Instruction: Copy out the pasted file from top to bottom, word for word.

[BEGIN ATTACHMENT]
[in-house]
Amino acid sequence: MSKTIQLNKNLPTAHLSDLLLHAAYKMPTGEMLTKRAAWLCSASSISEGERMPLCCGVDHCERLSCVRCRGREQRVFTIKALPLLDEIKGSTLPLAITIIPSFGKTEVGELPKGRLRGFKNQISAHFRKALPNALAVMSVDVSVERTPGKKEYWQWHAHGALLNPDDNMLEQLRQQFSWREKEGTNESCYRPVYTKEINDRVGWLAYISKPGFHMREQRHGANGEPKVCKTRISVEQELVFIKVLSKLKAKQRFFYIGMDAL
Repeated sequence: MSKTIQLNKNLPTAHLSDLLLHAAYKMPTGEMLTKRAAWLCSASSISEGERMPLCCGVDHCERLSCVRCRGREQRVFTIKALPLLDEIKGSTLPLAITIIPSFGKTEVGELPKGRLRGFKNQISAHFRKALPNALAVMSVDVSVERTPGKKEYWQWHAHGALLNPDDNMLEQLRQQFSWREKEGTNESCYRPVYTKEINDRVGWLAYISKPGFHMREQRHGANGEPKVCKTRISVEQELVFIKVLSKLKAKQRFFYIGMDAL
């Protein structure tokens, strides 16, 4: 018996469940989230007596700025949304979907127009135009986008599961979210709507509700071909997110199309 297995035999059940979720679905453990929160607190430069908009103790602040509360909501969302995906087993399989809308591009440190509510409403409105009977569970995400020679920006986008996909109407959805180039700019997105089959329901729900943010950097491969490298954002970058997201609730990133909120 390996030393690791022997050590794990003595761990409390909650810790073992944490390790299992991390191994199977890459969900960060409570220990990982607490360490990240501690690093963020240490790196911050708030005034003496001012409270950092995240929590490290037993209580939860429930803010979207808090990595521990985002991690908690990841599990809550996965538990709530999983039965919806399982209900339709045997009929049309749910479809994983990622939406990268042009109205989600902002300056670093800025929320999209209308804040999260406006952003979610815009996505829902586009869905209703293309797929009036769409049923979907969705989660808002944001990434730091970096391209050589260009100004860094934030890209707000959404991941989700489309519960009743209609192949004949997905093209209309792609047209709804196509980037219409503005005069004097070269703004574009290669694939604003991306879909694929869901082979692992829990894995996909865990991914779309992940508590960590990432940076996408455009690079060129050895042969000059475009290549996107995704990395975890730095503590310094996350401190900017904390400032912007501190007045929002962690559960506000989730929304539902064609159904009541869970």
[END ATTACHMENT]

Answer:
[in-house]
Amino acid sequence: MSKTIQLNKNLPTAHLSDLLLHAAYKMPTGEMLTKRAAWLCSASSISEGERMPLCCGVDHCERLSCVRCRGREQRVFTIKALPLLDEIKGSTLPLAITIIPSFGKTEVGELPKGRLRGFKNQISAHFRKALPNALAVMSVDVSVERTPGKKEYWQWHAHGALLNPDDNMLEQLRQQFSWREKEGTNESCYRPVYTKEINDRVGWLAYISKPGFHMREQRHGANGEPKVCKTRISVEQELVFIKVLSKLKAKQRFFYIGMDAL
Repeated sequence: MSKTIQLNKNLPTAHLSDLLLHAAYKMPTGEMLTKRAAWLCSASSISEGERMPLCCGVDHCERLSCVRCRGREQRVFTIKALPLLDEIKGSTLPLAITIIPSFGKTEVGELPKGRLRGFKNQISAHFRKALPNALAVMSVDVSVERTPGKKEYWQWHAHGALLNPDDNMLEQLRQQFSWREKEGTNESCYRPVYTKEINDRVGWLAYISKPGFHMREQRHGANGEPKVCKTRISVEQELVFIKVLSKLKAKQRFFYIGMDAL
């Protein structure tokens, strides 16, 4: 018996469940989230007596700025949304979907127009135009986008599961979210709507509700071909997110199309 297995035999059940979720679905453990929160607190430069908009103790602040509360909501969302995906087993399989809308591009440190509510409403409105009977569970995400020679920006986008996909109407959805180039700019997105089959329901729900943010950097491969490298954002970058997201609730990133909120 390996030393690791022997050590794990003595761990409390909650810790073992944490390790299992991390191994199977890459969900960060409570220990990982607490360490990240501690690093963020240490790196911050708030005034003496001012409270950092995240929590490290037993209580939860429930803010979207808090990595521990985002991690908690990841599990809550996965538990709530999983039965919806399982209900339709045997009929049309749910479809994983990622939406990268042009109205989600902002300056670093800025929320999209209308804040999260406006952003979610815009996505829902586009869905209703293309797929009036769409049923979907969705989660808002944001990434730091970096391209050589260009100004860094934030890209707000959404991941989700489309519960009743209609192949004949997905093209209309792609047209709804196509980037219409503005005069004097070269703004574009290669694939604003991306879909694929869901082979692992829990894995996909865990991914779309992940508590960590990432940076996408455009690079060129050895042969000059475009290549996107995704990395975890730095503590310094996350401190900017904390400032912007501190007045929002962690559960506000989730929304539902064609159904009541869970």